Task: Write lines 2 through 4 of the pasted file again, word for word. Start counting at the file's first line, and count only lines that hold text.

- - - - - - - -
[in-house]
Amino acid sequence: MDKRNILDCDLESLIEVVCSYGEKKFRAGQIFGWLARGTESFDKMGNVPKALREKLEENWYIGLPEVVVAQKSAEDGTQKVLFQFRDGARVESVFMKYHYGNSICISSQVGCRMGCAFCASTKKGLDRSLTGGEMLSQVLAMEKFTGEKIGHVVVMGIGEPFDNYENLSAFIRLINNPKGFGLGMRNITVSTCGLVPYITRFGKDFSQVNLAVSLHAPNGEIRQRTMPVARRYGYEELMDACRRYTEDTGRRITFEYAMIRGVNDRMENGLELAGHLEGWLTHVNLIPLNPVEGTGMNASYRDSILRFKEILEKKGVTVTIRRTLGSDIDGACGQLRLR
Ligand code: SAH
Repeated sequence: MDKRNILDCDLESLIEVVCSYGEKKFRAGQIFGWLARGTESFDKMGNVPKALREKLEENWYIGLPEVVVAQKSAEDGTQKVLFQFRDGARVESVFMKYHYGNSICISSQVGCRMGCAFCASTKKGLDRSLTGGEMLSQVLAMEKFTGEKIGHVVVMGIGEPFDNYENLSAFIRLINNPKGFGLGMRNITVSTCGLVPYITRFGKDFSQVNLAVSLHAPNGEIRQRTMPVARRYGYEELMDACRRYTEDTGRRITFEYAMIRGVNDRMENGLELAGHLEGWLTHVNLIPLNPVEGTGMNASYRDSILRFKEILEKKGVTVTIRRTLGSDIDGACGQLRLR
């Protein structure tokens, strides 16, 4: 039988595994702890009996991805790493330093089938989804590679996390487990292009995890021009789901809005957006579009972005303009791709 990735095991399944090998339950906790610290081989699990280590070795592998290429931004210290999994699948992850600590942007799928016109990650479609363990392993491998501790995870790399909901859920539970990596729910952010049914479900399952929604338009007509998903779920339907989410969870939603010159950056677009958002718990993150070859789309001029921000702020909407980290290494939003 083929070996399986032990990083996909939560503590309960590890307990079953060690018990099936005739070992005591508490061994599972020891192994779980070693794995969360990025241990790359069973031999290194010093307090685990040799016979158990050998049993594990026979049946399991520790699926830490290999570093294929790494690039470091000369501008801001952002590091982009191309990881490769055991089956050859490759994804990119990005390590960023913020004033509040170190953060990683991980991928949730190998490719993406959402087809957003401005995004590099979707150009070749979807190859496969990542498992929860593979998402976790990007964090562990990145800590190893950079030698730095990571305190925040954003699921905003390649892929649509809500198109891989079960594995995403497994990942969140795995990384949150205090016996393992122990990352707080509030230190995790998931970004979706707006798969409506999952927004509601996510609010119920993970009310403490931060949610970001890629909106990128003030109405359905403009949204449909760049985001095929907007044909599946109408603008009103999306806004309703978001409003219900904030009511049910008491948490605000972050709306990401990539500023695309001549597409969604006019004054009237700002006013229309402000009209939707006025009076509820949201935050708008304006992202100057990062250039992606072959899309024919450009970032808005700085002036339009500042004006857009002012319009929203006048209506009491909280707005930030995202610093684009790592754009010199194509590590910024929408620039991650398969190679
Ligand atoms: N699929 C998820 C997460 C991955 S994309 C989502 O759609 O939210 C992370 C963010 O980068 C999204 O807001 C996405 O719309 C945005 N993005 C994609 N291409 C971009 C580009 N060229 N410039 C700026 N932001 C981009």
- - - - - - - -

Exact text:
Amino acid sequence: MDKRNILDCDLESLIEVVCSYGEKKFRAGQIFGWLARGTESFDKMGNVPKALREKLEENWYIGLPEVVVAQKSAEDGTQKVLFQFRDGARVESVFMKYHYGNSICISSQVGCRMGCAFCASTKKGLDRSLTGGEMLSQVLAMEKFTGEKIGHVVVMGIGEPFDNYENLSAFIRLINNPKGFGLGMRNITVSTCGLVPYITRFGKDFSQVNLAVSLHAPNGEIRQRTMPVARRYGYEELMDACRRYTEDTGRRITFEYAMIRGVNDRMENGLELAGHLEGWLTHVNLIPLNPVEGTGMNASYRDSILRFKEILEKKGVTVTIRRTLGSDIDGACGQLRLR
Ligand code: SAH
Repeated sequence: MDKRNILDCDLESLIEVVCSYGEKKFRAGQIFGWLARGTESFDKMGNVPKALREKLEENWYIGLPEVVVAQKSAEDGTQKVLFQFRDGARVESVFMKYHYGNSICISSQVGCRMGCAFCASTKKGLDRSLTGGEMLSQVLAMEKFTGEKIGHVVVMGIGEPFDNYENLSAFIRLINNPKGFGLGMRNITVSTCGLVPYITRFGKDFSQVNLAVSLHAPNGEIRQRTMPVARRYGYEELMDACRRYTEDTGRRITFEYAMIRGVNDRMENGLELAGHLEGWLTHVNLIPLNPVEGTGMNASYRDSILRFKEILEKKGVTVTIRRTLGSDIDGACGQLRLR